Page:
One of the most essential components in the practice of QA testing is the test case.
Test cases outline the specific set of steps manual testers take to test the quality of Web and mobile apps, connected objects, software, and more. They’re the road maps, essentially, of all the different ways users might interact with an application — and they allow testers to make note of any bumps in the road.
We believe that a test case should be so well-written and so clear that anyone (professional or not) can execute it. And while there’s no one right way to write a test case, there are a few crucial elements that are key to creating an effective, efficient one.
Every test case should start with a unique ID. You can link a specific test case ID to a requirement ID in a functional specs document or to an issue in JIRA. And linking bugs in test cases to design/functional requirements bridges communication between QA, developers, and project managers.
Scope and Schedule
As with any project, the scope of work clarifies what will get done and how. While it doesn’t need to be included in the test case, it’s a foundational first step in the process of creating one.
This is where you’ll highlight details such as users, deliverables, the timeline, reporting, and more. It’s also helpful to include design mockups, wireframes, and technical specs, if they’re available. Getting clear on the scope of work also makes sure you cover all user scenarios in your test case, and helps you direct testers on how best to proceed with testing.
Strategy and Specs
Your strategy or test plan is another foundational aspect of your test case. It outlines specific details about your project and helps you map out test execution. Important specs to include are the scope (see above), objectives, the resources (like types of devices), and the types of testing to execute.
Much like the project scope, your test strategy is often created by a project lead and not included in the test case. However, it’s also integral to the development of a test case that is specific to your app and your users.
Scenarios for Every User
The objective of effective testing is not just to find out what’s not working as it’s meant to, but to emulate the user experience and ensure it’s optimal. The next step in creating an effective test case is getting clear on those experiences.
There are a number of different ways users might navigate an app, and test cases must take into consideration each of those standpoints.
Rebecca Boardman, head of quality assurance at Reading Room, told eConsultancy that: “It’s also really important to ‘think outside the box’ when it comes to testing. Sure, most of us on the project know how the piece of software is meant to work and what the logical user journeys are, but will the general public using this software know that?”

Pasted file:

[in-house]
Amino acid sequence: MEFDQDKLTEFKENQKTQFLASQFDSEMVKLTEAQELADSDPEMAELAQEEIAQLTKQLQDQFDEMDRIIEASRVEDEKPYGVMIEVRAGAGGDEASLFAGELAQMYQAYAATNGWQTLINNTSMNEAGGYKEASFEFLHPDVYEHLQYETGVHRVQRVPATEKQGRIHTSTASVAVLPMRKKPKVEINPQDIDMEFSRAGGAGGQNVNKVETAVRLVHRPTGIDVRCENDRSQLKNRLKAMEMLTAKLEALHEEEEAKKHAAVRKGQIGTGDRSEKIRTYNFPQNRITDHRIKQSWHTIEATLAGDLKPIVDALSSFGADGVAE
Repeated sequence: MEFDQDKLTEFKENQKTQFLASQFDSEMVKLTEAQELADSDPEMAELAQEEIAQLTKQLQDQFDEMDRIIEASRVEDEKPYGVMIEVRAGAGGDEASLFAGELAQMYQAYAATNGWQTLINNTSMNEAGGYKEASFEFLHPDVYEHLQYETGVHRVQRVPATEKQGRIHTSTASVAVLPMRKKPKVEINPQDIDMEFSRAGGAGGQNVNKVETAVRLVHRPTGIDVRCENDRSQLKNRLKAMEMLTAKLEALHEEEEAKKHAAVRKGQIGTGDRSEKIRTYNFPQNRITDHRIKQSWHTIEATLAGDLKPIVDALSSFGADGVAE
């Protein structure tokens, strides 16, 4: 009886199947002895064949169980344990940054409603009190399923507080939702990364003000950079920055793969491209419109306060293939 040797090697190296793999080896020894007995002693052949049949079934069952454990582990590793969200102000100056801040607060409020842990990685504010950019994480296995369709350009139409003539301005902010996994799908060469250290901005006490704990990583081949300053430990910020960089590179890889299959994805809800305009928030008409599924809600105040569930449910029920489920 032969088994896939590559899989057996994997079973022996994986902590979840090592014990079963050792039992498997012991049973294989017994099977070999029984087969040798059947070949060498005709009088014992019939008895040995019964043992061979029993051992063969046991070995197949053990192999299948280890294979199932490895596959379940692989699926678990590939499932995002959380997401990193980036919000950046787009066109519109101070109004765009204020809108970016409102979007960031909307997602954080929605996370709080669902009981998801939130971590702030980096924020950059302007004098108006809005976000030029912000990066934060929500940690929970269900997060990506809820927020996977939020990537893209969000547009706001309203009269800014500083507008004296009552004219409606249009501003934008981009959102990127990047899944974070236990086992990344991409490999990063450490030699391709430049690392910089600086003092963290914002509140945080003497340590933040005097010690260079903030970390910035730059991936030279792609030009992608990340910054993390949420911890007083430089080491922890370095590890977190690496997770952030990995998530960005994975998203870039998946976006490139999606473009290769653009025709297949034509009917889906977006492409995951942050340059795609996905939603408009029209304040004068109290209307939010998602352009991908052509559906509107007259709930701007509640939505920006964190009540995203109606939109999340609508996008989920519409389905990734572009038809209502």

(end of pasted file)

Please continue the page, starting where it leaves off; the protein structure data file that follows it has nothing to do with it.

Agreed. Creating realistic user scenarios is about getting into the heads of the users, and testing for quality and satisfaction much as they would.
Steps (and Sub-Steps, Too)
Once you’re clear on the individual user scenarios, it’s time to build the bulk of any test case: the steps. Every user scenario is made up of various steps (e.g., launch the app, press the back button, etc.), and in a test case, each of these steps is a direction for the tester: “Next, try this and see if it works the way it’s intended to.”
While it’s important to be detailed, it’s also helpful not to be so detailed that your tester spends more time reading the instructions than trying to intuitively understand and use the app.
Additionally, consider that sometimes multiple testers will execute test cases across different platforms, so the steps will differ based on the operating system or device with which they’re testing.
This is where it’s important to let your testers think outside of the box — like actual users — too. Give them the guidance they need, and trust that they’re trained to find the way.
Finally, you have the results. Effective testers must be able to communicate both the expected result and the end result in a way that is clear, unbiased, concise, and communicable to varying different roles on the project. This feedback also indicates where a certain step has passed or failed.
Good communication is important not just between testers and developers, but within testing teams as well. If a test case isn’t clear or doesn’t match the app being tested, then that should be quickly communicated to the project lead.
Results must be not only accurate, but easy to understand, so that developers can implement changes efficiently and without a lot of back-and-forth.
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As you can see, there’s a lot that goes into creating and managing every single test case (and testers wear a lot of hats!). So if you’re not interested in writing your own QA test cases, we get it — and we’ve got you covered!
Get in touch with us to learn more about our testing services (and our comprehensive test cases) at PLUS QA.